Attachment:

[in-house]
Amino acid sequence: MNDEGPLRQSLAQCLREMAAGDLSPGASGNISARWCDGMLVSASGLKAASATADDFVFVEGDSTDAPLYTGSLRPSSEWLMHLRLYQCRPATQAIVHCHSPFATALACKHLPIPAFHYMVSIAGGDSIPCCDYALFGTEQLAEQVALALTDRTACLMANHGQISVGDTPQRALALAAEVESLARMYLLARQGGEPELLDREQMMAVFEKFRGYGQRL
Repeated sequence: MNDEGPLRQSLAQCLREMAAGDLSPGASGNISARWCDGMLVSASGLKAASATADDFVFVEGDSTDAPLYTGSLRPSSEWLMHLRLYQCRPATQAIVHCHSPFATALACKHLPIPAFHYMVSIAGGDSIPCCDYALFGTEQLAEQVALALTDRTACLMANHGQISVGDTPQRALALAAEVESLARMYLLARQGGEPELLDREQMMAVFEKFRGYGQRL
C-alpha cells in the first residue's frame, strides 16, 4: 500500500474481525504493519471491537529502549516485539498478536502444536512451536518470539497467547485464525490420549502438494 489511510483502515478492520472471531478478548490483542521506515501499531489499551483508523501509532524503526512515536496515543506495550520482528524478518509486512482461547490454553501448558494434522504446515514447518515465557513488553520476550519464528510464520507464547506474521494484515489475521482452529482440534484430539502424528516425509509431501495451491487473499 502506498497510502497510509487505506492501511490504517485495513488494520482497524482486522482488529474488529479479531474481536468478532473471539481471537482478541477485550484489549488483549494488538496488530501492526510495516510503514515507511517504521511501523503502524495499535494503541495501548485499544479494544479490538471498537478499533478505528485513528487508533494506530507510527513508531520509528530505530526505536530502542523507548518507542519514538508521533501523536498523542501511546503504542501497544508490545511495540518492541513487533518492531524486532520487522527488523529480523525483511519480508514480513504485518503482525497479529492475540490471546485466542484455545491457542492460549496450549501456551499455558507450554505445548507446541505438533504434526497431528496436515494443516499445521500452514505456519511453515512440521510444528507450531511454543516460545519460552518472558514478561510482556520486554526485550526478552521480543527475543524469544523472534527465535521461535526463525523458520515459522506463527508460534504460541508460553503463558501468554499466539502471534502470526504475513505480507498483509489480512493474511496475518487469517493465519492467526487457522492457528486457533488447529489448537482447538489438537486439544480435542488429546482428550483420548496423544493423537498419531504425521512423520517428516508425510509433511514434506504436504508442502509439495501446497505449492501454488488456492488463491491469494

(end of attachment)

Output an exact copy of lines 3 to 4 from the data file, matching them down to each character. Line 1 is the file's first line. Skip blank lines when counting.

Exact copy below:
Repeated sequence: MNDEGPLRQSLAQCLREMAAGDLSPGASGNISARWCDGMLVSASGLKAASATADDFVFVEGDSTDAPLYTGSLRPSSEWLMHLRLYQCRPATQAIVHCHSPFATALACKHLPIPAFHYMVSIAGGDSIPCCDYALFGTEQLAEQVALALTDRTACLMANHGQISVGDTPQRALALAAEVESLARMYLLARQGGEPELLDREQMMAVFEKFRGYGQRL
C-alpha cells in the first residue's frame, strides 16, 4: 500500500474481525504493519471491537529502549516485539498478536502444536512451536518470539497467547485464525490420549502438494 489511510483502515478492520472471531478478548490483542521506515501499531489499551483508523501509532524503526512515536496515543506495550520482528524478518509486512482461547490454553501448558494434522504446515514447518515465557513488553520476550519464528510464520507464547506474521494484515489475521482452529482440534484430539502424528516425509509431501495451491487473499 502506498497510502497510509487505506492501511490504517485495513488494520482497524482486522482488529474488529479479531474481536468478532473471539481471537482478541477485550484489549488483549494488538496488530501492526510495516510503514515507511517504521511501523503502524495499535494503541495501548485499544479494544479490538471498537478499533478505528485513528487508533494506530507510527513508531520509528530505530526505536530502542523507548518507542519514538508521533501523536498523542501511546503504542501497544508490545511495540518492541513487533518492531524486532520487522527488523529480523525483511519480508514480513504485518503482525497479529492475540490471546485466542484455545491457542492460549496450549501456551499455558507450554505445548507446541505438533504434526497431528496436515494443516499445521500452514505456519511453515512440521510444528507450531511454543516460545519460552518472558514478561510482556520486554526485550526478552521480543527475543524469544523472534527465535521461535526463525523458520515459522506463527508460534504460541508460553503463558501468554499466539502471534502470526504475513505480507498483509489480512493474511496475518487469517493465519492467526487457522492457528486457533488447529489448537482447538489438537486439544480435542488429546482428550483420548496423544493423537498419531504425521512423520517428516508425510509433511514434506504436504508442502509439495501446497505449492501454488488456492488463491491469494